[Haskell-cafe] ansi2html - one program, several issues

John Meacham john at repetae.net
Thu Jul 24 18:14:46 EDT 2008

On Sun, Jul 20, 2008 at 09:55:15AM -0400, Isaac Dupree wrote:
>> It doesn't stop it from parsing the entire file strictly. However, what 
>> it does do is prevent the parser from backtracking out of arbitrary 
>> amounts of lookahead. So, unless you use try (which allows for 
>> lookahead), when any token is consumed by the parser, it can be garbage 
>> collected (assuming the parser is the only thing pointing to the token 
>> stream). So, it consumes its input strictly, but with limited overhead 
>> (ideally using try only for some small bounded lookahead where it's 
>> needed).
> So with Parsec, you can keep the *input* from filling up memory, but if  
> you do, the *result* will still take up space (e.g. Right (value)).  For  
> a simple transformation where the output is a similar string to the  
> input, it will be just as large, so not much space is actually saved  
> (maybe a factor of 2 -- just keeping the output, not also the input), it  
> seems.

Yeah, this is my understanding. frisby combats this via 'irrefutable'
parser combinators. An irrefutable combinator is one that always
succeeds, a prime example is the 'many' combinator. Since 'many'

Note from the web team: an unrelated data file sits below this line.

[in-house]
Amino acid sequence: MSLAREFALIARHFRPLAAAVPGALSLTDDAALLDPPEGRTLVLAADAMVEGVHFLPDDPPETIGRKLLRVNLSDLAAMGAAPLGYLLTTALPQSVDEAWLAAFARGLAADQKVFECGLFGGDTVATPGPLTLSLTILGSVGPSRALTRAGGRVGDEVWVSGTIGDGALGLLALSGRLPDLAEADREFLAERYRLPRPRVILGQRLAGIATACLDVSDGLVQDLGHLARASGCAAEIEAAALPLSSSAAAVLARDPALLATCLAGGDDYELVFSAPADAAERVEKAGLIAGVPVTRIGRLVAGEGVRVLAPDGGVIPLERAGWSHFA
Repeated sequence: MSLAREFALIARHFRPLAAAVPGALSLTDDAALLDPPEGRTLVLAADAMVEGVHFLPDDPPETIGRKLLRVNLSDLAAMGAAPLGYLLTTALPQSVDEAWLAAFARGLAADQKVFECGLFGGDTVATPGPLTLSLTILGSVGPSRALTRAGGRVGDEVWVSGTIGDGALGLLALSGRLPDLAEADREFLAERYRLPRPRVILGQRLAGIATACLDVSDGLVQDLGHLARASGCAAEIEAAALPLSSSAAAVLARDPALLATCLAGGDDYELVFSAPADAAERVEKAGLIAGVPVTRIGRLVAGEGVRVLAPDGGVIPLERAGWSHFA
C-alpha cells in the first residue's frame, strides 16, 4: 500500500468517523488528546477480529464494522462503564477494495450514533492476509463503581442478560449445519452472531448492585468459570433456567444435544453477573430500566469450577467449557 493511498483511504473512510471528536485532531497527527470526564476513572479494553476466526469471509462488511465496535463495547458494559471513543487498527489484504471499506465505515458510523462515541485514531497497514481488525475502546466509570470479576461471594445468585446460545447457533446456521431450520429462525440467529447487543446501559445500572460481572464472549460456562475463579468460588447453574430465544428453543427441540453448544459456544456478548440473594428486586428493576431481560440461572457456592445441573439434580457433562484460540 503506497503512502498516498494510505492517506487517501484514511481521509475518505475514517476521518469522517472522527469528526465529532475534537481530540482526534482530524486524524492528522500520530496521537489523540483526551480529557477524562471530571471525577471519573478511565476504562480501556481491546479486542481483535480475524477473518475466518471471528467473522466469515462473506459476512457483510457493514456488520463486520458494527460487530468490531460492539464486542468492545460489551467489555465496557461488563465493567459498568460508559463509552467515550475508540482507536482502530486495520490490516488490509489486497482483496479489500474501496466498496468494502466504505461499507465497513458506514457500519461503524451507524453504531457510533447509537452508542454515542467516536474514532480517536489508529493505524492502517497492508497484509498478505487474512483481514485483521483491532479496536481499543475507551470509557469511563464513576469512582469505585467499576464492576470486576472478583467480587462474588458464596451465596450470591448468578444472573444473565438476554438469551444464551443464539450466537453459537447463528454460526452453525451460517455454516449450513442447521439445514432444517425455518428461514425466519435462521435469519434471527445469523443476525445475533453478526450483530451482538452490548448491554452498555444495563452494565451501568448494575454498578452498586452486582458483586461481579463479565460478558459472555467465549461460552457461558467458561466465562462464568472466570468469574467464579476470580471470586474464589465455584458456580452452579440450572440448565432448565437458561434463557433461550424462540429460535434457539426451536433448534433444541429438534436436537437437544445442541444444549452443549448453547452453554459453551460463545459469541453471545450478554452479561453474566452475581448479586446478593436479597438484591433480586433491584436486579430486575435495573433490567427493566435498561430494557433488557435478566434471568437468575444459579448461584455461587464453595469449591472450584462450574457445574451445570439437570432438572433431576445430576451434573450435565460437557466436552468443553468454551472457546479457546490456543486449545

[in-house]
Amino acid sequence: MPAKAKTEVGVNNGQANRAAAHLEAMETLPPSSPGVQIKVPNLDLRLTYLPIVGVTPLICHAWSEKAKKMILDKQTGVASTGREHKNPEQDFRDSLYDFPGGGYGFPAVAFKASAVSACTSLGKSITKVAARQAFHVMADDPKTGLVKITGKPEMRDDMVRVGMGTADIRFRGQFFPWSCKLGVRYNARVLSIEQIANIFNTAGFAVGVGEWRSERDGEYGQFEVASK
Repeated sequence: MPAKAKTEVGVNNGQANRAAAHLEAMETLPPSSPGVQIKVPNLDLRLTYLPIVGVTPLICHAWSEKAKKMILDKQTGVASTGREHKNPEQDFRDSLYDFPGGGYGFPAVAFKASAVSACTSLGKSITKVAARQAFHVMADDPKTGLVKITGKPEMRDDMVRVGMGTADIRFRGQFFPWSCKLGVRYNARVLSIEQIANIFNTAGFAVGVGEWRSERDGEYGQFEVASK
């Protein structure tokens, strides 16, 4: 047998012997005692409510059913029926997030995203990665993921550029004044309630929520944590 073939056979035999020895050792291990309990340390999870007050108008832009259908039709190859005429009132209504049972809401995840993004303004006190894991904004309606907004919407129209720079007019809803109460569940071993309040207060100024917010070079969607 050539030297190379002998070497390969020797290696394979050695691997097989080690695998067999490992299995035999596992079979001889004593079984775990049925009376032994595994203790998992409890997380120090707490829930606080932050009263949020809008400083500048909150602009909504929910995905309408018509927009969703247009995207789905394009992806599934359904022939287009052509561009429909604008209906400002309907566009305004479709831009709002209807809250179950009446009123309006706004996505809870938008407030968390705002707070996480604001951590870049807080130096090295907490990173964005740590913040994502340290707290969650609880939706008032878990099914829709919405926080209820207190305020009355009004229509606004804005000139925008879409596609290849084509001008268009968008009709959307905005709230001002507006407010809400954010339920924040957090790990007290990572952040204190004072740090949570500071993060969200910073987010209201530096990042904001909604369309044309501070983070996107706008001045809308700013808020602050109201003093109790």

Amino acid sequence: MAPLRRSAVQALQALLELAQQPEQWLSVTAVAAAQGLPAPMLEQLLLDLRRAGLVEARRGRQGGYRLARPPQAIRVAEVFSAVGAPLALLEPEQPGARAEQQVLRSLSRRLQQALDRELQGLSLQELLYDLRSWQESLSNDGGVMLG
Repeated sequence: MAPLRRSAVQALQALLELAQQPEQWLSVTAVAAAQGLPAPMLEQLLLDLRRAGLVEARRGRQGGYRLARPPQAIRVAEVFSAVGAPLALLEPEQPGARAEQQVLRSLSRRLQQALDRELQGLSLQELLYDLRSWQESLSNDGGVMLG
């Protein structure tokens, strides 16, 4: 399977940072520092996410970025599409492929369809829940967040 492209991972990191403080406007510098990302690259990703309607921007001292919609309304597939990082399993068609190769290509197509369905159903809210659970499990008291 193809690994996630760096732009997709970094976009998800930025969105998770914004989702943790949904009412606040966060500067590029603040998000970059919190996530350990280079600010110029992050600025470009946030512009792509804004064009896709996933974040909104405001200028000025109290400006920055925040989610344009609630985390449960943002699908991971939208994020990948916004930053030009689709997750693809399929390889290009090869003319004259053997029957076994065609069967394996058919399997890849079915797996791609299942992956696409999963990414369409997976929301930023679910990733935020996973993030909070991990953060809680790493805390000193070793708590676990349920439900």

consumes only as many of its arguments as it can and is perfectly fine
consuming nothing, it inherently always succeeds so the parser can
immediately begin returning results (before consuming all of the input).
Ironically, this means frisby often uses less space than other parsers,
despite being based on PEGs which generally are known for taking a lot
of space.

It is not too hard to ensure your optimizer is irrefutable, for
instance, the parser for a simple language might be

> many statement <> eof

however, the 'eof' makes the parser non-irrefutabel. however it is easy
to gain back by doing

> many statement <> (eof // pure (error "unexpected data"))

frisbys static analysis realizes that (irrefutable // ... ) and ( ... //
irrefutable) are irrefutable. 


John Meacham - ⑆repetae.net⑆john⑈

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